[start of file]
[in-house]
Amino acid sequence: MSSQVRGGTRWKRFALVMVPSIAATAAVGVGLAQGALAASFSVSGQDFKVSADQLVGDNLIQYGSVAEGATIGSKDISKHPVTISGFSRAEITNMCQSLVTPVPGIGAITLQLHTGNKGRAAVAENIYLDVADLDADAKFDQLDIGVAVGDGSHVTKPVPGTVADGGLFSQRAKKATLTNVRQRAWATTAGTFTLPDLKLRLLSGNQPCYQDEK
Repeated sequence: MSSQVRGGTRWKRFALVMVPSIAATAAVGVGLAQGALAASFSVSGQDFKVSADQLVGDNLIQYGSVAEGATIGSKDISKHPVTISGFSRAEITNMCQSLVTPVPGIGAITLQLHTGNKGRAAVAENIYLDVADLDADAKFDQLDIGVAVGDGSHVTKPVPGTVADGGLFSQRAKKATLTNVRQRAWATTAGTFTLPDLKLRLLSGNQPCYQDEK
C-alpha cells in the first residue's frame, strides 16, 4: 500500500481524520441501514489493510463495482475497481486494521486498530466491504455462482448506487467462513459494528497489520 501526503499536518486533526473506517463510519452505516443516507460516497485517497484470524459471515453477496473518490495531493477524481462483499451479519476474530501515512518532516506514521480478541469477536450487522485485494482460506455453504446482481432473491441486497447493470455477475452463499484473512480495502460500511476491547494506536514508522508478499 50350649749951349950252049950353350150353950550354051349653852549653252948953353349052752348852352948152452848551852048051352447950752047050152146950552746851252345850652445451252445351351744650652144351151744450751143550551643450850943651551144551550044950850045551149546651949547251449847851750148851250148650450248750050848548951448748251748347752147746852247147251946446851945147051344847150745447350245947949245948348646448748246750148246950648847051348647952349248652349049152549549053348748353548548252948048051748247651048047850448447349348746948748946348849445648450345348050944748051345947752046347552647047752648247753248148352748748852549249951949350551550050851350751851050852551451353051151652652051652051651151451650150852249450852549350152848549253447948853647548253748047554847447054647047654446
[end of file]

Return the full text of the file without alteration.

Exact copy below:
[in-house]
Amino acid sequence: MSSQVRGGTRWKRFALVMVPSIAATAAVGVGLAQGALAASFSVSGQDFKVSADQLVGDNLIQYGSVAEGATIGSKDISKHPVTISGFSRAEITNMCQSLVTPVPGIGAITLQLHTGNKGRAAVAENIYLDVADLDADAKFDQLDIGVAVGDGSHVTKPVPGTVADGGLFSQRAKKATLTNVRQRAWATTAGTFTLPDLKLRLLSGNQPCYQDEK
Repeated sequence: MSSQVRGGTRWKRFALVMVPSIAATAAVGVGLAQGALAASFSVSGQDFKVSADQLVGDNLIQYGSVAEGATIGSKDISKHPVTISGFSRAEITNMCQSLVTPVPGIGAITLQLHTGNKGRAAVAENIYLDVADLDADAKFDQLDIGVAVGDGSHVTKPVPGTVADGGLFSQRAKKATLTNVRQRAWATTAGTFTLPDLKLRLLSGNQPCYQDEK
C-alpha cells in the first residue's frame, strides 16, 4: 500500500481524520441501514489493510463495482475497481486494521486498530466491504455462482448506487467462513459494528497489520 501526503499536518486533526473506517463510519452505516443516507460516497485517497484470524459471515453477496473518490495531493477524481462483499451479519476474530501515512518532516506514521480478541469477536450487522485485494482460506455453504446482481432473491441486497447493470455477475452463499484473512480495502460500511476491547494506536514508522508478499 50350649749951349950252049950353350150353950550354051349653852549653252948953353349052752348852352948152452848551852048051352447950752047050152146950552746851252345850652445451252445351351744650652144351151744450751143550551643450850943651551144551550044950850045551149546651949547251449847851750148851250148650450248750050848548951448748251748347752147746852247147251946446851945147051344847150745447350245947949245948348646448748246750148246950648847051348647952349248652349049152549549053348748353548548252948048051748247651048047850448447349348746948748946348849445648450345348050944748051345947752046347552647047752648247753248148352748748852549249951949350551550050851350751851050852551451353051151652652051652051651151451650150852249450852549350152848549253447948853647548253748047554847447054647047654446